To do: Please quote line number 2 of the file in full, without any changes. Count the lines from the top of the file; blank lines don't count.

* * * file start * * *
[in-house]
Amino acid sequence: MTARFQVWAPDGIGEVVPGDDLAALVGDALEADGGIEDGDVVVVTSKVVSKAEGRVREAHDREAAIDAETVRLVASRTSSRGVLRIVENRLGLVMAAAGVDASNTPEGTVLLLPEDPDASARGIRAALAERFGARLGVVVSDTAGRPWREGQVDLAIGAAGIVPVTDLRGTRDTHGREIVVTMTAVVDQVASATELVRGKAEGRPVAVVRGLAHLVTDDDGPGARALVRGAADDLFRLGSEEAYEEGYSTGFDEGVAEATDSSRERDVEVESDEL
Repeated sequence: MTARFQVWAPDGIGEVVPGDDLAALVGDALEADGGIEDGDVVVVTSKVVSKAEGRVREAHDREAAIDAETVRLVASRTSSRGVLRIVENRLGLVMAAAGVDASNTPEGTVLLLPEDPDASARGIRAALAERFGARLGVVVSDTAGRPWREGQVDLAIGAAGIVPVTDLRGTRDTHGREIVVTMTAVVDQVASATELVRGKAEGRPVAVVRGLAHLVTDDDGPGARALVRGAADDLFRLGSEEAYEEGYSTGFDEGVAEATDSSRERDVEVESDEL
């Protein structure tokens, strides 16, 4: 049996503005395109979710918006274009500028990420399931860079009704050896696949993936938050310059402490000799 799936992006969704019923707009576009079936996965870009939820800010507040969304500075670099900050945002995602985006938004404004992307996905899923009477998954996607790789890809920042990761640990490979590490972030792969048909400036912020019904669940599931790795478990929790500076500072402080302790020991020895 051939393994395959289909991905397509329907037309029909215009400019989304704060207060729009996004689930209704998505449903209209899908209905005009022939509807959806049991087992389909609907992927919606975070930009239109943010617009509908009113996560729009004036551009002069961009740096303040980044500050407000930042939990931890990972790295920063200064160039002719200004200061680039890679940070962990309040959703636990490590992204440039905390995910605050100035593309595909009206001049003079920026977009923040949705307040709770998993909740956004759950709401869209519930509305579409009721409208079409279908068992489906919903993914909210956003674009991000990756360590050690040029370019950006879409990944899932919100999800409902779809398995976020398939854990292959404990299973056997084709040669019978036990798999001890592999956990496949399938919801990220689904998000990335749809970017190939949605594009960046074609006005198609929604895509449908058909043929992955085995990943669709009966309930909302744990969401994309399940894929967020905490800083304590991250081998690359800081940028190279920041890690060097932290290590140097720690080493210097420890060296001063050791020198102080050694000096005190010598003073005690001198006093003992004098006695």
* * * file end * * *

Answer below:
Amino acid sequence: MTARFQVWAPDGIGEVVPGDDLAALVGDALEADGGIEDGDVVVVTSKVVSKAEGRVREAHDREAAIDAETVRLVASRTSSRGVLRIVENRLGLVMAAAGVDASNTPEGTVLLLPEDPDASARGIRAALAERFGARLGVVVSDTAGRPWREGQVDLAIGAAGIVPVTDLRGTRDTHGREIVVTMTAVVDQVASATELVRGKAEGRPVAVVRGLAHLVTDDDGPGARALVRGAADDLFRLGSEEAYEEGYSTGFDEGVAEATDSSRERDVEVESDEL